Feeling sluggish and facing the most daunting set of switchbacks of the ascent, we reached for our stash of coca leaves. We tucked a wad of leaves in our mouths and chewed. Hoping for the clarity and energy boost that all locals promised, we pushed on with our mantra: “One foot in front of the other.”
After more than three hours of full ascent, we reached the pass at 4,650 meters (15,525 feet). The cairns laid there recalled similar stone piles neatly arranged for prayer and direction in places Nepal and Sikkim.
The Way Down
Our descent witnessed a rapid transformation from the barren and crisp to the lush and balmy. When we stopped for the night, Sebastian, our horseman, arranged our tents on a verdant hillside clearing with an expansive view of the valley below. Exhaustion and relief reigned at the end of a long day. Some celebrated with a cold shower. We opted for a cold beer instead.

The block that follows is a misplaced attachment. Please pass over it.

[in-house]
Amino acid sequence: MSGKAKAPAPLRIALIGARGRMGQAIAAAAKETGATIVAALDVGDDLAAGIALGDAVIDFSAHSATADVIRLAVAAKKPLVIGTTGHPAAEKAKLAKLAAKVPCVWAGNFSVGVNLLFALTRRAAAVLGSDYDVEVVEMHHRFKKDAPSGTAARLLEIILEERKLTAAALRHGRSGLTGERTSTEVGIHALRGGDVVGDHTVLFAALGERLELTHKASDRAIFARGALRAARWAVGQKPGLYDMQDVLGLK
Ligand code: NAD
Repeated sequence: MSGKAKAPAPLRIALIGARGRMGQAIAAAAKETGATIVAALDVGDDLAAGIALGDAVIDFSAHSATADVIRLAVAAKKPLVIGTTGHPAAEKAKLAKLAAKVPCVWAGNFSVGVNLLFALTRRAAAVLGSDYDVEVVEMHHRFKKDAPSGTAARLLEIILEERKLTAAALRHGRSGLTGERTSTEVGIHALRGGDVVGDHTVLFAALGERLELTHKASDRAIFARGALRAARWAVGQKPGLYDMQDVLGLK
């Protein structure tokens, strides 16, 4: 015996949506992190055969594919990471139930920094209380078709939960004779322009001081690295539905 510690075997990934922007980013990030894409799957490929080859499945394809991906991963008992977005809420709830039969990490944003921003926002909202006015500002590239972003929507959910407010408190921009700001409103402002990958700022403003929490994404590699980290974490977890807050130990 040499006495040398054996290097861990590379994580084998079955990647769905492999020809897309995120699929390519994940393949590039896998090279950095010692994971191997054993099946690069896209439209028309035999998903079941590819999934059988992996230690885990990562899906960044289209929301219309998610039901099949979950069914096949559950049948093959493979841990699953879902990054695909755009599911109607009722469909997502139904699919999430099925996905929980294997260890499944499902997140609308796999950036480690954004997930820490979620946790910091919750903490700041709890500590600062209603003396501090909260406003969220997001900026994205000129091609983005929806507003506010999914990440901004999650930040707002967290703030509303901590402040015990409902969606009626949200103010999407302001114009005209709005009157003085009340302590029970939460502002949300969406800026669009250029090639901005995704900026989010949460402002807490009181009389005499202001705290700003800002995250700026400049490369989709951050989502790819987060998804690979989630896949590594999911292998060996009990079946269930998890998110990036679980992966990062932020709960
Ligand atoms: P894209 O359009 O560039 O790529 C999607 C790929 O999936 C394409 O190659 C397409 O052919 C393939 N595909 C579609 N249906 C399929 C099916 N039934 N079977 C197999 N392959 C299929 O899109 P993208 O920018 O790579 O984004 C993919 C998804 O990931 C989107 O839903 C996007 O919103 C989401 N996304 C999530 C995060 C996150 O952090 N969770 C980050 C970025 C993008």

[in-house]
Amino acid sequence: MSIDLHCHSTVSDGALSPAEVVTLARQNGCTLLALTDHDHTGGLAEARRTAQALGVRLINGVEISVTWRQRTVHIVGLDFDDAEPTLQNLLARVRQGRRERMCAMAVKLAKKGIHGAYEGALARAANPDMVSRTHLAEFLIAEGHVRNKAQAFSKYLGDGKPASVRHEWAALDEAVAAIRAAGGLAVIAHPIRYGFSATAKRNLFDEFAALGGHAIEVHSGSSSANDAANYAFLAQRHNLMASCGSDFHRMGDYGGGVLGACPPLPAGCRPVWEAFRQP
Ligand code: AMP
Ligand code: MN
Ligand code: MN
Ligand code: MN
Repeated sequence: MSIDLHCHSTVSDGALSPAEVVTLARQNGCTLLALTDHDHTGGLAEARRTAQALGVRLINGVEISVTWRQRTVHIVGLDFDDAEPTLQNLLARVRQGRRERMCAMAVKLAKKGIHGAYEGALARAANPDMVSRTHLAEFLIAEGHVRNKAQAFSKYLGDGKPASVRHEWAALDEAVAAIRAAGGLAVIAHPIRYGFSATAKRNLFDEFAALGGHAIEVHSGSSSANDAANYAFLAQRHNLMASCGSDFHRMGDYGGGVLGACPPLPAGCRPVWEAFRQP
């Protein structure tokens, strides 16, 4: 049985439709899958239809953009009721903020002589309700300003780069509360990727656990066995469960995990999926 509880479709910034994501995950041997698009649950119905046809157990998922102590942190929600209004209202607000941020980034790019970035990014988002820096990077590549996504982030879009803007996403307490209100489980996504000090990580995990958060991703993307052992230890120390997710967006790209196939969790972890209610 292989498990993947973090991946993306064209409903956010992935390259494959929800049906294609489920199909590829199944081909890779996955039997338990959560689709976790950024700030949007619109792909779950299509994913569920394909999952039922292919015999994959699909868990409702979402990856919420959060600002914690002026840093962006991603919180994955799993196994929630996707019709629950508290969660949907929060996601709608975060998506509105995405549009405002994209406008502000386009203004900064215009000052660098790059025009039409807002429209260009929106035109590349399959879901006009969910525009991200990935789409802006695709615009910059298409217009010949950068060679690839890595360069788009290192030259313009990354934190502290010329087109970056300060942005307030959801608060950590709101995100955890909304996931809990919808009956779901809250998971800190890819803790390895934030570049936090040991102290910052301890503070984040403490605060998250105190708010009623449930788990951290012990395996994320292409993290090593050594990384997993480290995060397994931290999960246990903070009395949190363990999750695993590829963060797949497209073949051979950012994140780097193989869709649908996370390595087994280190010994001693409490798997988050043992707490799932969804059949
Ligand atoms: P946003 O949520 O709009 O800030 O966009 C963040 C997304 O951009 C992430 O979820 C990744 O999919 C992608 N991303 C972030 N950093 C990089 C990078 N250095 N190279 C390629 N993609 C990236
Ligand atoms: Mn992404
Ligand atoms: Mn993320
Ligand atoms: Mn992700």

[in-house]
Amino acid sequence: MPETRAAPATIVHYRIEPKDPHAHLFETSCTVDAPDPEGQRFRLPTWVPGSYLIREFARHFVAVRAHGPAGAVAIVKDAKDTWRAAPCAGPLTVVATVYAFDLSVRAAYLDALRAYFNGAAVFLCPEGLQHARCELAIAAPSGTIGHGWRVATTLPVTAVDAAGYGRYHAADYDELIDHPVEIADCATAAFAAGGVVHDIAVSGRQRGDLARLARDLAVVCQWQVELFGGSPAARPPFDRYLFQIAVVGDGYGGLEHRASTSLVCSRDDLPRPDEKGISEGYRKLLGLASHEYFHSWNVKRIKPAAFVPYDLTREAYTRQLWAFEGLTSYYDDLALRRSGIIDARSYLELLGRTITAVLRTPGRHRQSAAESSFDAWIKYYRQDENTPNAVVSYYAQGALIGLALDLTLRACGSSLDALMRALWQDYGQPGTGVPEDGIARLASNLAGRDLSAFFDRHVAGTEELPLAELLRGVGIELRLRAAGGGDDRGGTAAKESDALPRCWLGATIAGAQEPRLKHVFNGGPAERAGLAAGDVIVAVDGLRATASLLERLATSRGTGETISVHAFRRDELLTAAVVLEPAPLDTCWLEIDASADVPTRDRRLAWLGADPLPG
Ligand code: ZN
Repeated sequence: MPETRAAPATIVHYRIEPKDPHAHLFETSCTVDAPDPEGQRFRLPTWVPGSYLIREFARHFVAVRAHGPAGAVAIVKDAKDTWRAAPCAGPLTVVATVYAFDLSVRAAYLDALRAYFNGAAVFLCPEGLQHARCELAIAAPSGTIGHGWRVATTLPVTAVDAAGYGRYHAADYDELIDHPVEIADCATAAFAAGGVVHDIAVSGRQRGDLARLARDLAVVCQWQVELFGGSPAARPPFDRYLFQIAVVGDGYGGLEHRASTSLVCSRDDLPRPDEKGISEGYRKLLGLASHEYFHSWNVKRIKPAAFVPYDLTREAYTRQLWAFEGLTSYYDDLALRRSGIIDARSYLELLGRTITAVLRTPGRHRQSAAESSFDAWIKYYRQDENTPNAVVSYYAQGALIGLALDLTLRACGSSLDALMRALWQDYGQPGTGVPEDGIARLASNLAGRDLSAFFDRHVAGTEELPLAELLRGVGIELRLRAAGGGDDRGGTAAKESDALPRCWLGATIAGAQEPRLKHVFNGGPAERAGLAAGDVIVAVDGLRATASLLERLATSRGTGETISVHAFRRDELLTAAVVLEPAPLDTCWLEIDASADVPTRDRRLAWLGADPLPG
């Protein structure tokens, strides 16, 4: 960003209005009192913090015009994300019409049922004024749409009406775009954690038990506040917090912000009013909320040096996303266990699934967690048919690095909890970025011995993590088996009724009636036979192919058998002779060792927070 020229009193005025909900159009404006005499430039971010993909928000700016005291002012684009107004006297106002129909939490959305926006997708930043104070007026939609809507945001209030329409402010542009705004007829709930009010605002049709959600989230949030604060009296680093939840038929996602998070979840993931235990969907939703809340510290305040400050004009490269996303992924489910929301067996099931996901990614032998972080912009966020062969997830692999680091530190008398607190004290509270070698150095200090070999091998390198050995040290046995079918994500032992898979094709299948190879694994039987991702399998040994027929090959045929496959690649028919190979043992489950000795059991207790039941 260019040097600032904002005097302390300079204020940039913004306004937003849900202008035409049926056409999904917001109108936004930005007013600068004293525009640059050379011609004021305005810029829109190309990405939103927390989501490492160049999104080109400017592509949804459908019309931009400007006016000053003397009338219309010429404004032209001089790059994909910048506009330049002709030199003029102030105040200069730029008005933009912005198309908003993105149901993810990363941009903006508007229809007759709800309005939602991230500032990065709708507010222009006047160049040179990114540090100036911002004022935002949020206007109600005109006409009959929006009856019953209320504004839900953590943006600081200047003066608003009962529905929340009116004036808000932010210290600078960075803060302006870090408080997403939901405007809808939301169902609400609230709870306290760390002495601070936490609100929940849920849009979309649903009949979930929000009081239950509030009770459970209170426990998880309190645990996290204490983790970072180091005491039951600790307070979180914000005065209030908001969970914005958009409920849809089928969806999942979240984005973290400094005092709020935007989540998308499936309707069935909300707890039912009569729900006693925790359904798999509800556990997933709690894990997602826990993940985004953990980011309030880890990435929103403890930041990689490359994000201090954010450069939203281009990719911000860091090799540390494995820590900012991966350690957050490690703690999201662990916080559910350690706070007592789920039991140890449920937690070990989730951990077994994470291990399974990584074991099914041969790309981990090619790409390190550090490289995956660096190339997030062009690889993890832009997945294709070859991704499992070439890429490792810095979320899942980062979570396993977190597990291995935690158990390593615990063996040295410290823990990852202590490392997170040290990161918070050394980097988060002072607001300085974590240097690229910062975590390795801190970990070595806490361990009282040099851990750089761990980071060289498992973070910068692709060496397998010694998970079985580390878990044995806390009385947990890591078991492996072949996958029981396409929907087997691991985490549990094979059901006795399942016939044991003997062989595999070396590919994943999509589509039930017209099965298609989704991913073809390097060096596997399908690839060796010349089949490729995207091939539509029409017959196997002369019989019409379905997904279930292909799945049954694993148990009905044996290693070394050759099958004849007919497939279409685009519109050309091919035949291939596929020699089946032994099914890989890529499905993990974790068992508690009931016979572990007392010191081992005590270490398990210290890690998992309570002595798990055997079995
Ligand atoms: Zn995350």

Our trekking group – nine people, four nationalities, and a 41-year age span from eldest to youngest – conversed its way from the day’s reflections to life in Peru and the effect of the “War on Drugs” in South America.
Day 3 of our trek was marked by wild orchids, tropical flowers, lush bamboo and waterfalls. In the few small villages we passed along the way, homes often appeared the same shade of mud brown as the recently turned fields that surrounded them.
Across the canyon, a road was being carved out of the mountainside, reminding us again of the never-ending struggle between man and nature. Landslides — likely the result clear-cut logging — marred the landscape. But it was clear that Mother Nature would win this battle by wiping out sections of the road with the next round of heavy rains.
The weather continuously warmed until our arrival in Santa Teresa, where we relaxed our aching muscles in the natural hot springs. We submerged ourselves in an effort to take refuge from swarms of bugs with ferocious appetites for human blood.
We had completed 57 of the 75 kilometers of the trek. We were in the home stretch.